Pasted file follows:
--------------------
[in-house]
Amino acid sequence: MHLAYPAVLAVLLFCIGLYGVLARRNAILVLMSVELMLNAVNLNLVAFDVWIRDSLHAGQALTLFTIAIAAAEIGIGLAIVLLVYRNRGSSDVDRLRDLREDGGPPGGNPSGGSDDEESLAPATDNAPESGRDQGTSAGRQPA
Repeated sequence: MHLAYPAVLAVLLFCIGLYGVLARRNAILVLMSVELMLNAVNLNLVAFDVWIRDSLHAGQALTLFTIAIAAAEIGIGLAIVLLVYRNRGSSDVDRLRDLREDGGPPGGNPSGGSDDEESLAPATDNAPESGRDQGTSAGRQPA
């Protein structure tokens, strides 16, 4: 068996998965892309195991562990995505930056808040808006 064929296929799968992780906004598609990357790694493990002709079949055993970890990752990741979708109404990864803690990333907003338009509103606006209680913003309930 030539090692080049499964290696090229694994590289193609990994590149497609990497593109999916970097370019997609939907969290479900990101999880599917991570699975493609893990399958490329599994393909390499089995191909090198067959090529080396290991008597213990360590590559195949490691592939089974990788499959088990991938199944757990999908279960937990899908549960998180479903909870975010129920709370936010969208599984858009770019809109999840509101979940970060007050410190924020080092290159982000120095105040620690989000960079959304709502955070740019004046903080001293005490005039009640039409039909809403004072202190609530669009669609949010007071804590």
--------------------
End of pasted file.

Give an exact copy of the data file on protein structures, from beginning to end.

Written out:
[in-house]
Amino acid sequence: MHLAYPAVLAVLLFCIGLYGVLARRNAILVLMSVELMLNAVNLNLVAFDVWIRDSLHAGQALTLFTIAIAAAEIGIGLAIVLLVYRNRGSSDVDRLRDLREDGGPPGGNPSGGSDDEESLAPATDNAPESGRDQGTSAGRQPA
Repeated sequence: MHLAYPAVLAVLLFCIGLYGVLARRNAILVLMSVELMLNAVNLNLVAFDVWIRDSLHAGQALTLFTIAIAAAEIGIGLAIVLLVYRNRGSSDVDRLRDLREDGGPPGGNPSGGSDDEESLAPATDNAPESGRDQGTSAGRQPA
């Protein structure tokens, strides 16, 4: 068996998965892309195991562990995505930056808040808006 064929296929799968992780906004598609990357790694493990002709079949055993970890990752990741979708109404990864803690990333907003338009509103606006209680913003309930 030539090692080049499964290696090229694994590289193609990994590149497609990497593109999916970097370019997609939907969290479900990101999880599917991570699975493609893990399958490329599994393909390499089995191909090198067959090529080396290991008597213990360590590559195949490691592939089974990788499959088990991938199944757990999908279960937990899908549960998180479903909870975010129920709370936010969208599984858009770019809109999840509101979940970060007050410190924020080092290159982000120095105040620690989000960079959304709502955070740019004046903080001293005490005039009640039409039909809403004072202190609530669009669609949010007071804590």